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After outcry, council tosses proposed smoking ban

The people have smoked, er, spoken.

The Powell City Council was listening, and an overwhelming outcry against a proposed smoking ban in the city greeted Mayor Don Hillman and the council Monday night. More than 40 people filled the council chambers and all but one of the 12 speakers on the issue urged the council to reject enacting such a ban.

The issue has been before the council for two months, but it came to a conclusion Monday with a clear message from bar owners and some customers that they did not want one.

After hearing from the speakers, the council did not act on a planned letter seeking more information, and tabled the proposed ban indefinitely.

"In my opinion, we already have a smoking ban in Powell; it is self-imposed," Hillman said. "I think it's time we put this thing behind us. Let's let the people make their own choices. That's my opinion."

Hillman said he and his wife are former smokers, and when they go out to eat and have a few drinks, they choose to go somewhere where smoking isn't allowed. It's all a matter of choice, Hillman said, and that goes for business owners, too.

"I feel everyone has a right to run a business as they see fit and that's their business," he said, eliciting applause from the audience.

James Andrews, La Vina Package Liquors general manager, was the first anti-ban speaker. Andrews said he had spent the last two weeks reading 37 second-hand smoking studies, and "none of them, none, show definitive scientific evidence" that second-hand smoke is dangerous to people's health.

Meldon McCullough, owner of The Peaks in downtown Powell, said everybody he speaks with is against the proposed ban. Putting one in place is an "infringement on their freedoms," McCullough said. He said the people who support it don't come into bars.

Gene Olmsted, a longtime Park County resident who served as a police officer in Cody and Powell, said he was speaking as a non-smoker.

"My big question right now is, 'How do you ban a legal substance?'" Olmsted said.

He said the people behind the anti-smoking effort are part of a "back-door way to ban other things" that they are opposed to.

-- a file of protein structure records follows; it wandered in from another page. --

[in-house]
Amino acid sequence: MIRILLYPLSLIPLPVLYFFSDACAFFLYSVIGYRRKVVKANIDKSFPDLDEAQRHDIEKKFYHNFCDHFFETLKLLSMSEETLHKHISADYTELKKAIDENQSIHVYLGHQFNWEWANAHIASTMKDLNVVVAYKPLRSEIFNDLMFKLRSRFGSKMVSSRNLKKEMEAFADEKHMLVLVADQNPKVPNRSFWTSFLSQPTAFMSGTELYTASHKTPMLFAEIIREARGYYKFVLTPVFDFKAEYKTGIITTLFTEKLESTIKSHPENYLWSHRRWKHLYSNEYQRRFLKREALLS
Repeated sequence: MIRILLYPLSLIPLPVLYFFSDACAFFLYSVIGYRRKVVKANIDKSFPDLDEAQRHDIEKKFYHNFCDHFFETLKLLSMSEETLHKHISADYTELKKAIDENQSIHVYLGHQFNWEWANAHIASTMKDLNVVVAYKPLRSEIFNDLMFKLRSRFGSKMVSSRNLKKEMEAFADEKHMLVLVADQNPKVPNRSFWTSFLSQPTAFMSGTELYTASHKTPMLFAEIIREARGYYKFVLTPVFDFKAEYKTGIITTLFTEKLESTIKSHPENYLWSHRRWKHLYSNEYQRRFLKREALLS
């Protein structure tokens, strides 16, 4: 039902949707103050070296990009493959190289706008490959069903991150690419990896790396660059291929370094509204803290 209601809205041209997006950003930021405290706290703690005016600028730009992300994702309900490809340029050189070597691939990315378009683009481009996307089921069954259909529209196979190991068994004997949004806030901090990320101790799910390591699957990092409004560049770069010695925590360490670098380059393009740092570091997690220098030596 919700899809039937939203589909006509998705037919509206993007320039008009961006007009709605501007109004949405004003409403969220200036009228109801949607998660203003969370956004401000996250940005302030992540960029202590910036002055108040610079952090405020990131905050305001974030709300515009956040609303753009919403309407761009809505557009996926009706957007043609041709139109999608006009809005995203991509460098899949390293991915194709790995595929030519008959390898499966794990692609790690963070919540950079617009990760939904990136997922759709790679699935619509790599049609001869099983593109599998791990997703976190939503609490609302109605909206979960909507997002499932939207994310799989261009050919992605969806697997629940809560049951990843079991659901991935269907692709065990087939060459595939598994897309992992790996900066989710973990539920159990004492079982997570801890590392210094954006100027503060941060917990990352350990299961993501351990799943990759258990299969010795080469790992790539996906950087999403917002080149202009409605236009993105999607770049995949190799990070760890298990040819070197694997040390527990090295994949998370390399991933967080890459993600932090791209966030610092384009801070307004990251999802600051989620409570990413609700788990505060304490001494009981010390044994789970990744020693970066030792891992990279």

He drew the loudest round of applause from the audience.

While four people were on the agenda to speak about health and the negative impact of smoking, only one came forward to speak.

John Vipperman, a physician's assistant from the Big Horn Basin Regional Cancer Center, said there are many reasons people need smoke-free environments.

"I see a lot of tobacco-related cancers," Vipperman said. "One of the ways we can help curb that is through clean indoor air."

Sharon Altermatt, a Prevention Management of Park County team leader, brought the issue before the council in June. Altermatt attended the meeting but did not speak.


  • posted by Dave Kuneman

    August 25, 2013 1:22 pm

    IF you take all the secondhand smoke study results, and run a simple average and standard deviation, the results include the possibility of zero.

  • posted by clipstein

    August 24, 2013 5:22 am

    now the message has been given.... hope the people of powell will finally make their voices heard......get powell back to the days before the high school and people laughed and joked. the good old boys shoved that down the peoples throat and powell changed. then look at the mess they made since because of their delusions.......how many good people did they run of powell? sad it had to come this before the people would stand up.......they should be right along side cardwell. what is the difference?

  • posted by harleyrider1978

    August 21, 2013 12:11 pm

    This pretty well destroys the Myth of second hand smoke:


    Lungs from pack-a-day smokers safe for transplant, study finds.

    By JoNel Aleccia, Staff Writer, NBC News.

    Using lung transplants from heavy smokers may sound like a cruel joke, but a new study finds that organs taken from people who puffed a pack a day for more than 20 years are likely safe.

    What’s more, the analysis of lung transplant data from the U.S. between 2005 and 2011 confirms what transplant experts say they already know: For some patients on a crowded organ waiting list, lungs from smokers are better than none.

    “I think people are grateful just to have a shot at getting lungs,” said Dr. Sharven Taghavi, a cardiovascular surgical resident at Temple University Hospital in Philadelphia, who led the new study...........................

    Ive done the math here and this is how it works out with second ahnd smoke and people inhaling it!

    The 16 cities study conducted by the U.S. DEPT OF ENERGY and later by Oakridge National laboratories discovered:

    Cigarette smoke, bartenders annual exposure to smoke rises, at most, to the equivalent of 6 cigarettes/year.


    A bartender would have to work in second hand smoke for 2433 years to get an equivalent dose.

    Then the average non-smoker in a ventilated restaurant for an hour would have to go back and forth each day for 119,000 years to get an equivalent 20 years of smoking a pack a day! Pretty well impossible ehh!

  • posted by chris

    August 20, 2013 5:54 pm